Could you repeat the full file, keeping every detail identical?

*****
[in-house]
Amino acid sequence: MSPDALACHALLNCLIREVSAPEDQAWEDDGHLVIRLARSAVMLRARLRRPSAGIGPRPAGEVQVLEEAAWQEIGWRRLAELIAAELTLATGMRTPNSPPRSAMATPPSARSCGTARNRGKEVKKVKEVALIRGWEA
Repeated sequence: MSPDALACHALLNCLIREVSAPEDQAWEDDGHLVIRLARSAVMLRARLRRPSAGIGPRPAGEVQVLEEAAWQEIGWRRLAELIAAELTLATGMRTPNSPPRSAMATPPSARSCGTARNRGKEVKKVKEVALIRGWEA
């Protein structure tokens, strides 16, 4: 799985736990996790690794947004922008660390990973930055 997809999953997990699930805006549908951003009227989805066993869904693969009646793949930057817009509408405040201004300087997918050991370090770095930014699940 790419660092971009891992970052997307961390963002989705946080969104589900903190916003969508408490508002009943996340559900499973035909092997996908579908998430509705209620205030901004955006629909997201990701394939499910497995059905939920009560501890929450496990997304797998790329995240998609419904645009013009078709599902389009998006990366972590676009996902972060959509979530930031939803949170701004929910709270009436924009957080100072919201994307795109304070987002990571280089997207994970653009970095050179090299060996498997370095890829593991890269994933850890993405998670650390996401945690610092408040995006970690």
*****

[in-house]
Amino acid sequence: MSPDALACHALLNCLIREVSAPEDQAWEDDGHLVIRLARSAVMLRARLRRPSAGIGPRPAGEVQVLEEAAWQEIGWRRLAELIAAELTLATGMRTPNSPPRSAMATPPSARSCGTARNRGKEVKKVKEVALIRGWEA
Repeated sequence: MSPDALACHALLNCLIREVSAPEDQAWEDDGHLVIRLARSAVMLRARLRRPSAGIGPRPAGEVQVLEEAAWQEIGWRRLAELIAAELTLATGMRTPNSPPRSAMATPPSARSCGTARNRGKEVKKVKEVALIRGWEA
């Protein structure tokens, strides 16, 4: 799985736990996790690794947004922008660390990973930055 997809999953997990699930805006549908951003009227989805066993869904693969009646793949930057817009509408405040201004300087997918050991370090770095930014699940 790419660092971009891992970052997307961390963002989705946080969104589900903190916003969508408490508002009943996340559900499973035909092997996908579908998430509705209620205030901004955006629909997201990701394939499910497995059905939920009560501890929450496990997304797998790329995240998609419904645009013009078709599902389009998006990366972590676009996902972060959509979530930031939803949170701004929910709270009436924009957080100072919201994307795109304070987002990571280089997207994970653009970095050179090299060996498997370095890829593991890269994933850890993405998670650390996401945690610092408040995006970690």